|John Francis Dockweiler
John Dockweiler served three terms in the U.S. Congress, from 1933 to 1939, before winning the 1940 District Attorney's race against incumbent Buron Fitts. One of his first responsibilities was to prepare for the prosecution of Bugsy Siegel for a gangland murder in Hollywood. The case, which finally went to trial in January 1942, was dismissed by the judge after the prosecution's star witness conveniently fell to his death from a New York hotel room window.
Dockweiler instituted reforms in the District Attorney's Office, including a ban on office investigators working as security guards at the Santa Anita racetrack. He created the Bureau of Crime Research and Prevention and reorganized the Bureau of Investigation, bringing it under civil-service regulation. This ended the disruptive practice of treating investigators' jobs as a matter of political patronage. Dockweiler was investigating allegations of police brutality in Los Angeles when he died suddenly of pneumonia in 1943.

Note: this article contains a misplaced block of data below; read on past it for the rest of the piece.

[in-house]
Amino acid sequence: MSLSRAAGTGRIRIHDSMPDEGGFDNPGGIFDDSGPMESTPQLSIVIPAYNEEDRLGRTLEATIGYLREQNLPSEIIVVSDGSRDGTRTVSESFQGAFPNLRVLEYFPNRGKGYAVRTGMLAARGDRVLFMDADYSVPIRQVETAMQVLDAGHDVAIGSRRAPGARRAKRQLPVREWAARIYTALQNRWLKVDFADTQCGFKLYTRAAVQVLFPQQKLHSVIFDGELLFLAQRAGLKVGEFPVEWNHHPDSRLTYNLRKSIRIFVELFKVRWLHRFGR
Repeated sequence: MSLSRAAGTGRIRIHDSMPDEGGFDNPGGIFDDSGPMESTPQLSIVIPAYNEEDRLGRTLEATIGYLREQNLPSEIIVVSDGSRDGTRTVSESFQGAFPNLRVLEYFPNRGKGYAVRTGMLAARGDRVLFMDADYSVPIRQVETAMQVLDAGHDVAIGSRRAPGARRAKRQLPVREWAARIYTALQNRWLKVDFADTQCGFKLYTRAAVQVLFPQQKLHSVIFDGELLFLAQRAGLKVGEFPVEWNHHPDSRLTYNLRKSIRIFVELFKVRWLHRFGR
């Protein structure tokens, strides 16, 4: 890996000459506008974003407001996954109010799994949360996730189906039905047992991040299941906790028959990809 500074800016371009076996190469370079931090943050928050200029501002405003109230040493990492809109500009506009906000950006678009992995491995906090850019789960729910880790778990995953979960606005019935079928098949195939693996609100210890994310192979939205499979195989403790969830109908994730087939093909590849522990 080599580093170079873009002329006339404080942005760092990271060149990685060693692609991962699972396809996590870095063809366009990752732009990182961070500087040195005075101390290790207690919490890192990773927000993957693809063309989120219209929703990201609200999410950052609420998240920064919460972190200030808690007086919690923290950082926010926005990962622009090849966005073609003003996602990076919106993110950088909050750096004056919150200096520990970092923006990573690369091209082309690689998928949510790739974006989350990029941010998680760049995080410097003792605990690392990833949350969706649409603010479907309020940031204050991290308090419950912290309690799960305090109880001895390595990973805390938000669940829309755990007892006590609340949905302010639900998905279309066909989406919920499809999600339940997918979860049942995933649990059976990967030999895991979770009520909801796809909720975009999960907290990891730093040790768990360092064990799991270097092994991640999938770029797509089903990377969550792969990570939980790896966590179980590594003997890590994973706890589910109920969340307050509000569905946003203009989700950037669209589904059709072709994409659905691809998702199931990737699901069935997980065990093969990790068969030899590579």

born in Los Angeles September 19, 1895; attended parochial schools; was graduated from Loyola College, Los Angeles in 1918 and from the University of Southern California, Los Angeles in 1921; attended the law department of Harvard University; was admitted to the bar September 6, 1921, and commenced practice in Los Angeles in 1922; elected as a Democrat to the Seventy-third, Seventy-fourth, and Seventy-fifth Congresses (March 4, 1933-January 3, 1939); was not a candidate for renomination in the primaries in 1938, but was an unsuccessful candidate for nomination as Governor; in the general election was an unsuccessful Independent candidate for reelection to the Seventy-sixth Congress; resumed the practice of law; district attorney of Los Angeles County 1940-1943; died in Los Angeles, Calif., January 31, 1943; interment in Calvary Cemetery.
Sources: Library of Congress, For the People: Inside the Los Angeles County District Attorney's Office 1850-2000 by Michael Parrish